About two-thirds of the wildfires that occur in Oregon each year are caused by people. Most result from carelessness, but a few are deliberate. To curb arson fires, the Oregon Department of Forestry, U.S. Forest Service and Oregon State Police will activate the Wildland-Urban Interface Arson Patrol on July 1.
Retired OSP troopers Jim Davis of Klamath Falls and Bill Lyons of Bend will take on the two-fold duties of fire prevention education and arson investigation. The beat is a familiar one to both men, as each worked the arson patrol in years past.
Arson likely accounts for only a small percentage of the total wildfires. But arsonists often become most active at the peak of the season, when firefighting resources are stretched thin. By deterring wildland arsons, Lyons and Davis can help free up firefighters and equipment to battle other blazes.
The patrol began in 1997 in response to significant forest resource losses caused by arsonists earlier that decade.
"Initially, the main mission of the project was to patrol high-risk arson areas and respond to critical or emerging situations," ODF's Jeff Bonebrake said. "It later expanded to provide increased investigative capacity, basically tapping the skills and training already possessed by these senior troopers."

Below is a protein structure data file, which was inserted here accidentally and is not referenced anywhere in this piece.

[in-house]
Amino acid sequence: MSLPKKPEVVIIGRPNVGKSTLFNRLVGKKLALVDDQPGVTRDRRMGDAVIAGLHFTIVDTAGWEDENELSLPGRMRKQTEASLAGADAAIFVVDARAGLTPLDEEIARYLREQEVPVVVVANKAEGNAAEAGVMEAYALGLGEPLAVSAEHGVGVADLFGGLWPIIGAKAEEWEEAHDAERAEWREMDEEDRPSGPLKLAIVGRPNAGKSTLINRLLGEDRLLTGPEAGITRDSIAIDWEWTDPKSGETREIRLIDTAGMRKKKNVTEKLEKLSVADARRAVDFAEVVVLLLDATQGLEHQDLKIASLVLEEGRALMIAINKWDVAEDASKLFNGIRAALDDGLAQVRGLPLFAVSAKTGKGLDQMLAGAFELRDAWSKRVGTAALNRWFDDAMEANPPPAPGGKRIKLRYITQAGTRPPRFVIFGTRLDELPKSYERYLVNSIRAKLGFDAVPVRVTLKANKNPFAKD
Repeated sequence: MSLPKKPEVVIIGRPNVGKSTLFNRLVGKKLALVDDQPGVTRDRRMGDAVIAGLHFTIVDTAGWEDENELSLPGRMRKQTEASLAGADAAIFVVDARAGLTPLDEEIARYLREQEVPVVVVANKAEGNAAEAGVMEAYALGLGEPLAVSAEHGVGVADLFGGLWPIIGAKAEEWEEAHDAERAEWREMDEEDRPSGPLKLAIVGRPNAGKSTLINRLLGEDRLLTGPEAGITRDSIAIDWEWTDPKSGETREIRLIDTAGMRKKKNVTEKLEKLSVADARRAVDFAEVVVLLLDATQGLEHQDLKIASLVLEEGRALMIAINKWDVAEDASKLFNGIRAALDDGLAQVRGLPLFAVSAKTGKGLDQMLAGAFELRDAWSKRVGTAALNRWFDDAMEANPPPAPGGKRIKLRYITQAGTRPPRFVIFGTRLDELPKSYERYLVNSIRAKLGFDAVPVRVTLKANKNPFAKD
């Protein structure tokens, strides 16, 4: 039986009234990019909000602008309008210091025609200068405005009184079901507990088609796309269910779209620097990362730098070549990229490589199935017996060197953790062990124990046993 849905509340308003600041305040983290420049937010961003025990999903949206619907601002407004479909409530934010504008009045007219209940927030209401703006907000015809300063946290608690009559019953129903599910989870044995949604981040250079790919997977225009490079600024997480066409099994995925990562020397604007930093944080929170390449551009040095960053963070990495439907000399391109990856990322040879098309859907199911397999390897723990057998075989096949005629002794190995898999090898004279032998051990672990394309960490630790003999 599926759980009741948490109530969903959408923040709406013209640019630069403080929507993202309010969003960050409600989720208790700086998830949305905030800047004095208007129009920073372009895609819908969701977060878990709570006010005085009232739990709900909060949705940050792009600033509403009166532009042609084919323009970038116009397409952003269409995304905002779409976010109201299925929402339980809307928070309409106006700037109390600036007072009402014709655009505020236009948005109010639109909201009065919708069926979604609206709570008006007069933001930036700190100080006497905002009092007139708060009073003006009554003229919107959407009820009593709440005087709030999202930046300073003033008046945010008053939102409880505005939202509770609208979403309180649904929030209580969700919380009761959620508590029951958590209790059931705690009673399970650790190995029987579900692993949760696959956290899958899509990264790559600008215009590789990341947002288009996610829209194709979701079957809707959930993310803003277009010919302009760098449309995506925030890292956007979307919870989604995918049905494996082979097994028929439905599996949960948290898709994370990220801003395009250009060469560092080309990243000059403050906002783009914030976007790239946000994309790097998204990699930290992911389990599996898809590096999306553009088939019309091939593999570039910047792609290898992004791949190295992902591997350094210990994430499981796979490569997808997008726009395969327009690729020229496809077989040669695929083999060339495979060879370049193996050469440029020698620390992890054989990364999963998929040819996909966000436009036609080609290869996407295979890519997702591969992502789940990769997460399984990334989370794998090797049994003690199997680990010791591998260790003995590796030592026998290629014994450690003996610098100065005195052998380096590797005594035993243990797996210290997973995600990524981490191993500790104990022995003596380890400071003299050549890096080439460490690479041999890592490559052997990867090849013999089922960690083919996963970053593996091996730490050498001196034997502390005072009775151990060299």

During the 2012 wildfire season, the two officers will conduct patrols in their home areas. Klamath County and Deschutes County are considered "high fire" areas by ODF, due to the hot, dry weather, vegetation types and general remoteness. They will also be on call to travel elsewhere in the state to assist with arson investigations.
A federal State Fire Assistance grant funds the Arson Patrol, which will operate throughout the fire season.
The public is encouraged to report suspected arson activity by calling the Arson Patrol Hotline, 1-800-452-7888.